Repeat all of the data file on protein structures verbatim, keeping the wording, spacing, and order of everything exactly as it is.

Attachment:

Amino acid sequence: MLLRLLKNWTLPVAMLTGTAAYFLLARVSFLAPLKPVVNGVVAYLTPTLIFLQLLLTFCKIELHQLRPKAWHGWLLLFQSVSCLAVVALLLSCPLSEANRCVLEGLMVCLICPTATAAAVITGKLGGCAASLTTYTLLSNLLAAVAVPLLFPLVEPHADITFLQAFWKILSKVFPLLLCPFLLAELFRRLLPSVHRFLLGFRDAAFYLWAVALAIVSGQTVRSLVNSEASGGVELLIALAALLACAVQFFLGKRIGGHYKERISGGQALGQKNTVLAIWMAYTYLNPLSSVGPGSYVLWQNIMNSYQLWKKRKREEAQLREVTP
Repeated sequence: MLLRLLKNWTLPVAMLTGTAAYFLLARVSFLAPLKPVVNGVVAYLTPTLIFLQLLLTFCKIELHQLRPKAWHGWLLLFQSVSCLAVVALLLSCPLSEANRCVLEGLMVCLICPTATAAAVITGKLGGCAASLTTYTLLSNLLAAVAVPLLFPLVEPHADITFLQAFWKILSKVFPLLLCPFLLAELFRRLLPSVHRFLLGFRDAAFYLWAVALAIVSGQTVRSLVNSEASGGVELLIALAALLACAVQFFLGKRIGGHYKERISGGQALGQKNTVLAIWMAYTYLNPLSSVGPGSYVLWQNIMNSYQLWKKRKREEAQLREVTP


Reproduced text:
Amino acid sequence: MLLRLLKNWTLPVAMLTGTAAYFLLARVSFLAPLKPVVNGVVAYLTPTLIFLQLLLTFCKIELHQLRPKAWHGWLLLFQSVSCLAVVALLLSCPLSEANRCVLEGLMVCLICPTATAAAVITGKLGGCAASLTTYTLLSNLLAAVAVPLLFPLVEPHADITFLQAFWKILSKVFPLLLCPFLLAELFRRLLPSVHRFLLGFRDAAFYLWAVALAIVSGQTVRSLVNSEASGGVELLIALAALLACAVQFFLGKRIGGHYKERISGGQALGQKNTVLAIWMAYTYLNPLSSVGPGSYVLWQNIMNSYQLWKKRKREEAQLREVTP
Repeated sequence: MLLRLLKNWTLPVAMLTGTAAYFLLARVSFLAPLKPVVNGVVAYLTPTLIFLQLLLTFCKIELHQLRPKAWHGWLLLFQSVSCLAVVALLLSCPLSEANRCVLEGLMVCLICPTATAAAVITGKLGGCAASLTTYTLLSNLLAAVAVPLLFPLVEPHADITFLQAFWKILSKVFPLLLCPFLLAELFRRLLPSVHRFLLGFRDAAFYLWAVALAIVSGQTVRSLVNSEASGGVELLIALAALLACAVQFFLGKRIGGHYKERISGGQALGQKNTVLAIWMAYTYLNPLSSVGPGSYVLWQNIMNSYQLWKKRKREEAQLREVTP